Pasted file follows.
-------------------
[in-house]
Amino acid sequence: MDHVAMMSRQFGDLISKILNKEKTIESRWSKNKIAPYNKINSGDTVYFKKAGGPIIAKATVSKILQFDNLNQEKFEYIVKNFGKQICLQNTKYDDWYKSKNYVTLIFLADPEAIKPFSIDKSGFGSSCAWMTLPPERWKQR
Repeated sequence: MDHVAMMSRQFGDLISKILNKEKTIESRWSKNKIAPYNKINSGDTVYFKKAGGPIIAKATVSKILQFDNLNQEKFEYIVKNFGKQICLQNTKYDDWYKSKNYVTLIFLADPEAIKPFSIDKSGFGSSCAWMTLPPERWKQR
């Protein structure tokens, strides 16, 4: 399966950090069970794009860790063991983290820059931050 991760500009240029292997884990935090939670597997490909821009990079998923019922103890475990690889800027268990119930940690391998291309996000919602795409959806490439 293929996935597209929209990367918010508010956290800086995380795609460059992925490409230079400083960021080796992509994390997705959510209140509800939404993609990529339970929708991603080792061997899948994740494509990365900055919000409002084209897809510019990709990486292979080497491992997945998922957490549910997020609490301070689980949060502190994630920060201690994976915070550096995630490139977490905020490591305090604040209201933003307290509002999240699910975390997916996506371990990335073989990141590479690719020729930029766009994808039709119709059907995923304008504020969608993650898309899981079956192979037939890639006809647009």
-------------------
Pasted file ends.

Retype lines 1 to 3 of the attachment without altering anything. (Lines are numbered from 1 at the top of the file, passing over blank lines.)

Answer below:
[in-house]
Amino acid sequence: MDHVAMMSRQFGDLISKILNKEKTIESRWSKNKIAPYNKINSGDTVYFKKAGGPIIAKATVSKILQFDNLNQEKFEYIVKNFGKQICLQNTKYDDWYKSKNYVTLIFLADPEAIKPFSIDKSGFGSSCAWMTLPPERWKQR
Repeated sequence: MDHVAMMSRQFGDLISKILNKEKTIESRWSKNKIAPYNKINSGDTVYFKKAGGPIIAKATVSKILQFDNLNQEKFEYIVKNFGKQICLQNTKYDDWYKSKNYVTLIFLADPEAIKPFSIDKSGFGSSCAWMTLPPERWKQR